CIRCUIT CIVIL MEDIATION?
Disputes fall into different categories: those that are business disputes (property issues, personal injury issues, construction issues, workers compensation, sink holes, etc.) and those that are personal (divorces, custody, visitation, support, etc.). The business disputes that are valued at $15000 or less are usually mediated by a county certified mediator while those for more than $15000 would usually be mediated by a certified circuit civil mediator. The personal disputes are mediated by either family or dependency mediators.
Mediation is a meeting between those who are in dispute at a neutral venue to discuss settlement with the aid of a mediator who will help them to explore solutions and settlement options. The mediator may offer suggestions and bring out possible issues that may have been overlooked. The mediator does not make any decisions or determinations because this responsibility rests with the disputants themselves. A mediation does not require the kind of preparation that a full court case needs and can be scheduled very quickly. Many cases are resolved within a few hours and happily, statistics show that mediation works! 85% of commercial matters and 95% of personal injury matters are resolved by this process.
WHY IS MEDIATION SUCCESSFUL?
Because of the informal atmosphere and confidentiality of the meeting, a mediator is able to gather information that other approaches are not able to obtain. Because there is a requirement to be impartial, the mediator is able to
- reduce hostility that naturally occurs between people in dispute and help them to talk;
- open discussions on topics that may not have been considered;
- communicate proposals in terms that appear more acceptable;
- ask questions that reveal the real interests of parties;
- help each party to better understand the other parties’ views;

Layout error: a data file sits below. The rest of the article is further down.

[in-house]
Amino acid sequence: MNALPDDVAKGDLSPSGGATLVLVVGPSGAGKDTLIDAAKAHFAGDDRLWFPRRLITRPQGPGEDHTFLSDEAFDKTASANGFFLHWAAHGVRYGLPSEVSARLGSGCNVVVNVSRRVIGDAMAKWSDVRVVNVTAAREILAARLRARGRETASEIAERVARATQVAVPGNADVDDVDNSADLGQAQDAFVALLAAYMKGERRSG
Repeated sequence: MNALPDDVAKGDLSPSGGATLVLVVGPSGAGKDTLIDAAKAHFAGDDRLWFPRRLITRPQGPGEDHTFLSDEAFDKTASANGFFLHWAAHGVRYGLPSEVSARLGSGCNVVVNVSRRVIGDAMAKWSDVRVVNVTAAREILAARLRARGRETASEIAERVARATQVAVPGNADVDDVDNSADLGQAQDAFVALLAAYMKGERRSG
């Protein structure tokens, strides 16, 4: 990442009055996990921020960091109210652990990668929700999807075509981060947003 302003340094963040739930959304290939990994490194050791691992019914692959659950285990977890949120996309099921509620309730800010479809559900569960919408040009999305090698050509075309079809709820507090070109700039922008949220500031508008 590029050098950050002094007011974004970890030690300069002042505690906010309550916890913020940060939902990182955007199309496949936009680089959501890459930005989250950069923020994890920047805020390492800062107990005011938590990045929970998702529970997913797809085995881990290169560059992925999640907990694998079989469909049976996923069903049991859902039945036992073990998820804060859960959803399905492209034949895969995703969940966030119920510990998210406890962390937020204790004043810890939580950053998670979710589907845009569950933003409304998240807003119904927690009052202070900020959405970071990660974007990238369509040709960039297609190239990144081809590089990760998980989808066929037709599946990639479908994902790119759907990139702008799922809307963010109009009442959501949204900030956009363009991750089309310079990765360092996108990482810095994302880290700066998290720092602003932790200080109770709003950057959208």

- gauge the way a proposal would be received;
- explore alternatives that may not have been considered;
- identify what is important and what is standing in the way of a settlement;
THE BENEFITS OF MEDIATION?
What you get in mediation that you don’t get if you go to court:
- parties are engaged in the negotiation;
- the neutral and objective mediator can assist the parties in exploring alternatives which they might not have considered on their own;
- as mediation can be scheduled right away while court dates may be months or years away;
- money is saved through reduced legal costs; Mediation is cheaper and quicker;
- less time and effort is required because there is no discovery, pleading motions practice, hearings, or rules of evidence
- because of the amicable solution, parties are more likely to continue their business relationship;
- creative solutions can become a part of the settlement.
- when you get a solution in mediation, you and the other party are more likely to comply and it is less likely that the agreement would be sabotaged at a later date.
- your point of view will be clearly explained to the other party and they will be able to respond with an acknowledgement of that point of view.
- reality of the likelihood of courtroom success can be discussed.
A major benefit of mediation – even if a resolution is not reached – is that the conflict is clarified, the issues are narrowed and communication becomes more civil. This will influence other methods to be more efficient and resolution may still occur prior to trial.
It is the mediator’s ethical responsibility to remain neutral (willing to assist all parties in an equal manner) and impartial (without favoring a particular outcome). A mediator must assist each party equally and remain free from favoritism or bias in word, action or appearance.
The decision about the outcome rests with the parties so the mediator’s task is to help create an environment whereby a realistic solution can be reached and to this end will help the parties to exercise self-determination and responsibility
WITH OR WITHOUT A LAWYER
Although there is no law that requires you obtain legal representation it is very important that you be aware of your rights and we do recommend that you consult a family lawyer.
Nothing that you say in a mediation will be repeated outside the negotiation. It is the ethical responsibility of the mediator to keep secret everything that happens during the mediation process. What you say is protected by law and may not even be repeated in court.
WHEN YOU SHOULD MEDIATE?
Because mediation allows you the forum to air your grievances and to work out resolutions that are acceptable to both parties, you should book the mediation as quickly as possible to get the whole thing over with.